The National Academy of Sciences is a private, nonprofit, self-perpetuating society of distinguished scholars engaged in scientific and engineering research, dedicated to the furtherance of science and technology and to their use for the general welfare. On the authority of the charter granted to it by the Congress in 1863, the Academy has a mandate that requires it to advise the federal government on scientific and technical matters. Dr. Ralph J. Cicerone is president of the National Academy of Sciences. The National Academy of Engineering was established in 1964, under the charter of the National Academy of Sciences, as a parallel organization of outstanding engineers. It is autonomous in its administration and in the selection of its members, sharing with the National Academy of Sciences the responsibility for advising the federal government. The National Academy of Engineering also sponsors engineering programs aimed at meeting national needs, encourages education and research, and recognizes the superior achievements of engineers. Dr. Charles M. Vest is president of the National Academy of Engineering. The Institute of Medicine was established in 1970 by the National Academy of Sciences to secure the services of eminent members of appropriate professions in the examination of policy matters pertaining to the health of the public. The Institute acts under the responsibility given to the National Academy of Sciences by its congressional charter to be an adviser to the federal government and, on its own initiative, to identify issues of medical care, research, and education. Dr. Harvey V. Fineberg is president of the Institute of Medicine. The National Research Council was organized by the National Academy of Sciences in 1916 to associate the broad community of science and technology with the Academyâs purposes of furthering knowledge and advising the federal government. Functioning in accordance with general policies determined by the Academy, the Council has become the principal operating agency of both the National Academy of Sciences and the National Academy of Engineering in providing services to the government, the public, and the scientific and engineering communities. The Council is administered jointly by both Academies and the Institute of Medicine. Dr. Ralph J. Cicerone and Dr. Charles M. Vest are chair and vice chair, respectively, of the National Research Council. The Transportation Research Board is one of six major divisions of the National Research Council. The mission of the Transporta- tion Research Board is to provide leadership in transportation innovation and progress through research and information exchange, conducted within a setting that is objective, interdisciplinary, and multimodal. The Boardâs varied activities annually engage about 7,000 engineers, scientists, and other transportation researchers and practitioners from the public and private sectors and academia, all of whom contribute their expertise in the public interest. The program is supported by state transportation departments, federal agencies including the component administrations of the U.S. Department of Transportation, and other organizations and individu- als interested in the development of transportation. www.TRB.org www.national-academies.org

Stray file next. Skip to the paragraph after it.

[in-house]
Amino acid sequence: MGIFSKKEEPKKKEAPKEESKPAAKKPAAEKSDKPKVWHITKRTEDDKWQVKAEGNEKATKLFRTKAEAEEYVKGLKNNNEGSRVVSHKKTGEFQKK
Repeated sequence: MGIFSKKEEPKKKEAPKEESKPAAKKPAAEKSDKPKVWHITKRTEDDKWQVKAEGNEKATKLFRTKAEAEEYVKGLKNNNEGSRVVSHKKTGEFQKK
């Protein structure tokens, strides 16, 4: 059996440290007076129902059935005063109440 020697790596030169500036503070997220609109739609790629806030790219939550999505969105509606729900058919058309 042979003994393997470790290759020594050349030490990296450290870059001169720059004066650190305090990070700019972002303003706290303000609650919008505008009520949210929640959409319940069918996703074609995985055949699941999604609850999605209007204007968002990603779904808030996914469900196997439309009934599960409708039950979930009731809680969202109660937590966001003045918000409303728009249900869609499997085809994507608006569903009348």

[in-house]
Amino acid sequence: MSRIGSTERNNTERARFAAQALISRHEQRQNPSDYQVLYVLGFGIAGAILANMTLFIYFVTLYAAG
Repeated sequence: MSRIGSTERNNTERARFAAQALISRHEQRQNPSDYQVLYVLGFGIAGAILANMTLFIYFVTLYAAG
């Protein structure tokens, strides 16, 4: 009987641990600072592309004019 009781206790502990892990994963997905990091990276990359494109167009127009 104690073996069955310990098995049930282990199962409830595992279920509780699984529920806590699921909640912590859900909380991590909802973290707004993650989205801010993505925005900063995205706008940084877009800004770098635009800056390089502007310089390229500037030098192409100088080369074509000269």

C O O P E R A T I V E R E S E A R C H P R O G R A M S AUTHOR ACKNOWLEDGMENTS The research project reported herein was performed under NCHRP Project 8-61 by Cambridge Systematics, Inc. in association with Dr. Chandra R. Bhat, Vanasse Hangen Brustlin, Inc., Martin/ Alexiou/Bryson, PLLC, Gallop Corporation, and Shapiro Transportation Consulting, LLC. Cambridge Systematics served as prime contractor. Thomas Rossi of Cambridge Systematics served as project director and principal investigator. Major roles in this project were also performed by David Kurth, John (Jay) Evans, Daniel Beagan, Bruce Spear, Robert Schiffer, and Ramesh Thammiraju of Cambridge Systematics; Dr. Chandra Bhat; Richard Roisman, formerly of Vanasse Hangen Brustlin; Philip Shapiro of Shapiro Transportation Consulting (formerly of Vanasse Hangen Brustlin); C.Y. Jeng of Gallop Corporation; William Martin of Martin/Alexiou/Bryson; and Amlan Banerjee and Yasasvi Popuri, formerly of Cambridge Systematics. A peer review panel provided valuable comments on the draft report. The research team wishes to thank the peer review panel members: Charles Baber of the Baltimore Metropolitan Council, Bart Benthul of the Bryan-College Station Metropolitan Planning Organization (MPO), Mike Conger of the Knoxville Regional Transportation Planning Organization, Ken Kaltenbach of the Corradino Group, Phil Matson of the Indian River MPO, Phil Mescher of the Iowa Department of Transportation, Jeremy Raw of the Federal Highway Administration, and David Schmitt of AECOM. The research team wishes to thank the following organizations and individuals for their assistance: Nancy McGuckin, Ron Milone of the Metropolitan Washington Council of Governments, and Jeffrey Agee-Aguayo of the Sheboygan MPO. CRP STAFF FOR NCHRP REPORT 716 Christopher W. Jenks, Director, Cooperative Research Programs Crawford F. Jencks, Deputy Director, Cooperative Research Programs Nanda Srinivasan, Senior Program Officer Charlotte Thomas, Senior Program Assistant Eileen P. Delaney, Director of Publications Natalie Barnes, Senior Editor NCHRP PROJECT 08-61 PANEL Field of Transportation PlanningâArea of Forecasting Thomas J. Kane, Thomas J. Kane Consulting, Urbandale, IA (Chair) Michael S. Bruff, North Carolina DOT, Raleigh, NC Ed J. Christopher, Berwyn, IL Nathan S. Erlbaum, New York State DOT, Albany, NY Jerry D. Everett, University of Tennessee, Knoxville, TN Bruce Griesenbeck, Sacramento Area Council of Governments, Sacramento, CA Herbert S. Levinson, Wallingford, CT Richard H. Pratt, Richard H. Pratt, Consultant, Inc., Garrett Park, MD Bijan Sartipi, California DOT, Oakland, CA Shuming Yan, Washington State DOT, Seattle, WA Ken Cervenka, FTA Liaison Kimberly Fisher, TRB Liaison